“The landscape is becoming more challenging for investors and borrowers alike based on what’s happening with the global economic slowdown.”
On the equity side, Heppenstall also said the S&P 500 might not continue to soar for the rest of the year.
“My target for the beginning of the year was 2,750,” he said. “That still seems like a reasonable target to me. It does seem that the tide has turned in the discussion of setting new highs.”
Heppenstall worries though that the trade war has been such a negative drag on the markets that recovery could prove difficult in the future.
“I do worry that we’re at the point at which even if there is some resolution on trade there’s been enough damage to investor psyche that it might not be enough to help the markets recover as they have been prone to do so far in terms of this back and forth trade war,” he said.
“Markets are currently in a ‘time warp'” — Olivier Marciot, investment manager and senior vice president of Cross Asset Solutions at Unigestion
“It’s kind of a time warp between what is currently going on with macro and with potential headwinds and crosscurrents that we’re seeing in the markets,” Marciot told Markets Insider in an interview. “We’re observing an acceleration of decelerating growth.”
To balance the risk of global slowdown,”our first step was to reduce risk globally,” he said.
“Going from a portfolio that is really long everywhere with overweight in bonds, overweight in credit, overweight in equities, back to being underweight in credit” and back to neutral in equities with a lot of protection on, he said.
But Marciot notes that this has happened in a very short time. Not long ago, his firm was long equities.
“We are going more and more toward recession in Europe, this is actually happening, and at the same time global growth is being dampened by rhetoric around trade war,” Marciot said. In addition, part of the reason markets are currently in a ‘time warp’ is that they are being weighed down by bad news and have not yet seen central banks step in to come to the rescue.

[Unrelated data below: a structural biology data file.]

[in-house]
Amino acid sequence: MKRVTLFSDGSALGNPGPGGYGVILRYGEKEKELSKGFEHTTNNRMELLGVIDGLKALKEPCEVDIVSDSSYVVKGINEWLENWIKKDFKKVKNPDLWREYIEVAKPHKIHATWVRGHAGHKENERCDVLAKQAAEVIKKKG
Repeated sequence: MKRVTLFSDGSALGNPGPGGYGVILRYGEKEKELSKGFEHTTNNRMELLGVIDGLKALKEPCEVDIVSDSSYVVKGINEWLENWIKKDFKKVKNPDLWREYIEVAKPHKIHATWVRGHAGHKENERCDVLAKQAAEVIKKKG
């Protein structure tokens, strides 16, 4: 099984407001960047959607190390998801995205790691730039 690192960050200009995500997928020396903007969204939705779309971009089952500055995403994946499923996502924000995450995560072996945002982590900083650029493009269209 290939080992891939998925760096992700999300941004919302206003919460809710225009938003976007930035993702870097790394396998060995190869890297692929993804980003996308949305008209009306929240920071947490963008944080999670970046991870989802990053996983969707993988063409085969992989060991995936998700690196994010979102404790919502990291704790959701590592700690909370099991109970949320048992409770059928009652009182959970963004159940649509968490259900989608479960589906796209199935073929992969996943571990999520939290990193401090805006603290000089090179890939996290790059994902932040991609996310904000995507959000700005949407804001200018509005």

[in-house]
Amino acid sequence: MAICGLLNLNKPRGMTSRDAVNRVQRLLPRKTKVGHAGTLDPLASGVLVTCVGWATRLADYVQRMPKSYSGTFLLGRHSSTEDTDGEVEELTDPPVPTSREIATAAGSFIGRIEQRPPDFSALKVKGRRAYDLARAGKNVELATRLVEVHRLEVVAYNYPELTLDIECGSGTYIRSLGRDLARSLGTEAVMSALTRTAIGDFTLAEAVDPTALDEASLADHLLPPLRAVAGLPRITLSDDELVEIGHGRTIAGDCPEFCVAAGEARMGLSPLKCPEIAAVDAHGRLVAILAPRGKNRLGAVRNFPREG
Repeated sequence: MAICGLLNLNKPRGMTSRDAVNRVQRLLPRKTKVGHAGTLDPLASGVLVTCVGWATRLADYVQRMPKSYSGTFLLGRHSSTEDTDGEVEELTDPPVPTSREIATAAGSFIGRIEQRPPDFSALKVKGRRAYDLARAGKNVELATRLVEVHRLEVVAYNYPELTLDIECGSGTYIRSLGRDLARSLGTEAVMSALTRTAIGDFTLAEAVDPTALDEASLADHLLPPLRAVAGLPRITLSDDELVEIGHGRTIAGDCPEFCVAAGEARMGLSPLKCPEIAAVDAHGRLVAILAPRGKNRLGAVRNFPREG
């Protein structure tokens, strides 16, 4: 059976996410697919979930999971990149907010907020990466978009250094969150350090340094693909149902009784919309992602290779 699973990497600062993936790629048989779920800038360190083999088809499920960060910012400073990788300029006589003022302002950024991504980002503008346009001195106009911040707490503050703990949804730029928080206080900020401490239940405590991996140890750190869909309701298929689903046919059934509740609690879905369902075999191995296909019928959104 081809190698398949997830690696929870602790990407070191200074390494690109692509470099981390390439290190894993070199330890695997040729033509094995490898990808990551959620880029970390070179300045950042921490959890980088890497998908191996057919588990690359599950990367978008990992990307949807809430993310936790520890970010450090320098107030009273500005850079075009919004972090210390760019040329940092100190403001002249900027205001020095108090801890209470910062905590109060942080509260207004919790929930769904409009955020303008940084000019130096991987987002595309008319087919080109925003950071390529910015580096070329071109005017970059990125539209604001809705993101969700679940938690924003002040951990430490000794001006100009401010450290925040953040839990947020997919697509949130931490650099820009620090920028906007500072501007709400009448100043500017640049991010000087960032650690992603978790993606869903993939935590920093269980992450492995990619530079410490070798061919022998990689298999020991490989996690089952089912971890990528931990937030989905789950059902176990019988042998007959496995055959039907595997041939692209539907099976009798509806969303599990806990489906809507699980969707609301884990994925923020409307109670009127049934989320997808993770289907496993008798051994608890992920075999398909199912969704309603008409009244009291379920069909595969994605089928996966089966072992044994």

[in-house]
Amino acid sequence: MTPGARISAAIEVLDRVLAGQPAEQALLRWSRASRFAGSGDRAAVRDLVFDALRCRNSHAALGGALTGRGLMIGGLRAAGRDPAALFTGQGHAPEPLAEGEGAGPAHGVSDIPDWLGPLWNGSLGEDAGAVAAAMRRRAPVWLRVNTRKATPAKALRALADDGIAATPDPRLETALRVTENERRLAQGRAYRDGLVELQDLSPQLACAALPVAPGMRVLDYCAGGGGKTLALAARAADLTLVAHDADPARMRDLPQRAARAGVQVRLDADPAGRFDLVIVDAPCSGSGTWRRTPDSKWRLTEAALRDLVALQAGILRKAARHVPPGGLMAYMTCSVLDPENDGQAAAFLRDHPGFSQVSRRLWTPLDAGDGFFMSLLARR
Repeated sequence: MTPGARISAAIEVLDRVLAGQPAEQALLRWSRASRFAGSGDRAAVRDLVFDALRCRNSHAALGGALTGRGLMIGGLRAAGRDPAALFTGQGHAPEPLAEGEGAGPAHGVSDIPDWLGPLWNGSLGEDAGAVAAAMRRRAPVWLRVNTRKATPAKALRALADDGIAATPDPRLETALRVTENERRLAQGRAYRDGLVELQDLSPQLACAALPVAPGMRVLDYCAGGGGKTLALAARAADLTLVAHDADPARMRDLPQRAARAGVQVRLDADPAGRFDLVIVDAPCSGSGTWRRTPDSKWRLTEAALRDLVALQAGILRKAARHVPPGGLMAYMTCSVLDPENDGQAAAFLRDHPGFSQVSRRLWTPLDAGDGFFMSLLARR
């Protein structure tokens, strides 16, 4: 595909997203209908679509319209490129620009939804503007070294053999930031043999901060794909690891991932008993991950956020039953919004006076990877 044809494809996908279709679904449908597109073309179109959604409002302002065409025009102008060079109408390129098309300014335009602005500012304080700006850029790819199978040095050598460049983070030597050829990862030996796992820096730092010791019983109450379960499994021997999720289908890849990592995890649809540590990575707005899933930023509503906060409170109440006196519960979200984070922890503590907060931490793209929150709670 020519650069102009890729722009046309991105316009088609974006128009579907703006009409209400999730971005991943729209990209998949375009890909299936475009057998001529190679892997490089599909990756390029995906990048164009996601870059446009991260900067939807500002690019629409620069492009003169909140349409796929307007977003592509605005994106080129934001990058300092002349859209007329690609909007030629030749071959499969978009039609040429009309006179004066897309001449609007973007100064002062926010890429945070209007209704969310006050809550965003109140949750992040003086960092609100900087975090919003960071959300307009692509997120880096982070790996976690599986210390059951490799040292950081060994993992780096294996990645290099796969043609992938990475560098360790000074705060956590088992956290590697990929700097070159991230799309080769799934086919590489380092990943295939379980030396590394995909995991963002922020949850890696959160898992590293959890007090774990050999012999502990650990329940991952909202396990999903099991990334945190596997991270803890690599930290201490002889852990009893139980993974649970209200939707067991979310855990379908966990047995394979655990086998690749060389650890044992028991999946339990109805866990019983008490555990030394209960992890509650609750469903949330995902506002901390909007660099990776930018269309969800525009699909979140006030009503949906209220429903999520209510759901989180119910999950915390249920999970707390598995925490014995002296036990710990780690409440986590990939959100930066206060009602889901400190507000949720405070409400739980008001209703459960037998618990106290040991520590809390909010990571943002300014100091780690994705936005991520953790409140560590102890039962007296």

“You don’t have the cushion from central banks because they haven’t outrightly spoken yet,” he said.
“People really believe that something’s going to happen to cause inflation to go up” — Lisa Shalett, managing director of wealth management, Morgan Stanley
“We’ve entered this new volleying phase of the trade war,” Shalett said in an interview with Markets Insider. “And so the way I’ve described it to people when I’ve been talking to folks throughout the day it feels like the magical goldilocks of July” has disappeared as both the Fed put and the Trump put passed by.
The Fed could step back in during its September meeting, but it remains to be seen what action will be enough, she said.
“The market will tell us,” Shalett said. “The market is smarter than any one of us, and a steepening yield curve where long term rates go up will tell us if the market thinks the Fed’s done enough.”
A lot of what hangs in the balance, she said, is the outlook for inflation.
“People really believe that something’s going to happen to cause inflation to go up,” Shalett said. “If people start feeling like governments and fiscal policy is going to be positive as a catalyst for growth, that could be something that gets interest rates on the long end moving up again. And trade is a piece of it, but it’s not the only thing.”
In the current environment, Shalette says it’s hard to find bright spots that give investors hope for the future.
“What we have said to our clients is as long as these yield curves remain as strongly inverted as they are and we have 30-year Treasurys at all time lows, we have to really ask ourselves what’s the information content in that reading?”
And when long term yields are that low, that reading is not good, she said. But why?
“Because long term yields are ultimately a proxy for the growth in the economy,” Shalette said. “Ultimately a proxy for the time value of money or the term premium of money.”
She continued: “When interest rates are this low, what it is essentially saying is 10 years out, 30 years out, the market isn’t convinced that the US economy can grow at somewhere between 1.6 and 2%. That’s pretty horrifying.”